You won't be able to get good buffers in your regular use.

If you're absolutely sure about doing this then you should only do this when VIX is very elevated and you can score 10% buffers on your positions. This way your put spreads would at least generate some decent PNL.

I see a 3450/3350 spread right now is going for \$35 Feb 8th. That's about a 10% buffer spread out across almost a week. Even if your position remains strong but IV increases you won't be able to exit the position without a significant loss for it.

I personally don't think this is a good play with that account size. I considered this as well when my account was this size and I didn't find it worth it then either.

6 Replies
(@navypack)
Joined: 1 year ago

Estimable Member
Posts: 161

@ap42 I'm surprised a brokerage would even let you do that, since that is massive (>10x) leverage.

(@ap42)
Joined: 10 months ago

Active Member
Posts: 12

@navypack I don't think you can with 30k equity, since equity is worth half the margin as cash. You can write an SPX (at 3000) put with 30k cash for sure though, at least I know I can on IBKR.

(@navypack)
Joined: 1 year ago

Estimable Member
Posts: 161

@ap42 makes sense, my guess is folks should work up to at least 50-60k via a Total Market ETF before starting the put selling approach.

Put selling is great (so far), but certainly not the first thing I recommend to folks.

(@perig)
Joined: 10 months ago

Active Member
Posts: 6

@navypackrigjt, like I said in my first message I can’t and wouldn’t given the leverage. SPY is an option although coms would be pretty bad.

(@navypack)
Joined: 1 year ago

Estimable Member
Posts: 161

@perig Agreed, and I didn't read close enough.  All the best!

(@earlyretirementnowcom)
Joined: 6 years ago

Member
Posts: 250

@ap42 3450/3350 is way too far out of the money. That doesn't negate the possibility of the vertical spread. Just raise the strikes a little bit and you get some traction.

Another way would be to use the ES futures options. They have a multiplier of only 50 or the XSP options (as someone already suggested) with a 10x multiplier.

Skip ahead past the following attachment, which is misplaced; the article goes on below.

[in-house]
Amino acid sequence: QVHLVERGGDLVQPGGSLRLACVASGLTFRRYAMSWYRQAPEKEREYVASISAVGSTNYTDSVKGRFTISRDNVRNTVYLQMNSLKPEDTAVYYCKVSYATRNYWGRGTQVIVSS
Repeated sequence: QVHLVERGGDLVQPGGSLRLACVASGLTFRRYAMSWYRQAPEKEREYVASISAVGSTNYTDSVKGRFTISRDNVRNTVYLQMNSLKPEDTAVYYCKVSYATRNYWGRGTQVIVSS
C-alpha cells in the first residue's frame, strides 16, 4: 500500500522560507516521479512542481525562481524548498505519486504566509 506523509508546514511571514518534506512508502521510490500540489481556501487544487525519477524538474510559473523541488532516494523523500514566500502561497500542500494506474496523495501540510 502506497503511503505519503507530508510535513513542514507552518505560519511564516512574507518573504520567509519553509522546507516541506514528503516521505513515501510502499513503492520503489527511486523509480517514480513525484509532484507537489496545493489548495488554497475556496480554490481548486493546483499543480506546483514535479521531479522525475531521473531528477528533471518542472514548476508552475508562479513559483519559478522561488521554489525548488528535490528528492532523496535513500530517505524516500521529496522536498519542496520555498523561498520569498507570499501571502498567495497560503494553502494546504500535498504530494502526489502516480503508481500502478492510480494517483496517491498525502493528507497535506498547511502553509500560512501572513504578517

But that said: 30k is a bit thin as a portfolio size...  The 100 point spread, if realized would wipe out 1/3 of the portfolio. I wouldn't take that kind of risk with my portfolio size. But when I started out and my IB portfolio was "play money" I probably took greater risks than that. 🙂

Posts: 91
(@nobatmanjokes)
Trusted Member
Joined: 1 year ago

I started at 30k writing XSP weekly options for a while at 2x leverage (now would be 38k), but used a higher delta of 10-20 than I do now (2-8ish). The purpose was to understand the process because there’s only so much reading can prepare you for the experience.

Keep doing that until you lose at least one or two trades. The higher delta, small position was good to learn as my returns weren’t all eaten by t-cost and I experienced a couple of losses when the portfolio was insignificant before scaling into a larger portion of my assets. Usually with XSP I just sold at bid and got a \$1 price improvement almost every time so the bid/ask wasn’t quite as bad as advertised.

Then as others say scale to futures and SPX. The simplest way to scale is to just buy a total stock ETF and sell it when you have enough to scale up, but elsewhere we had a discussion about a futures approach and some other ways to grow the portfolio.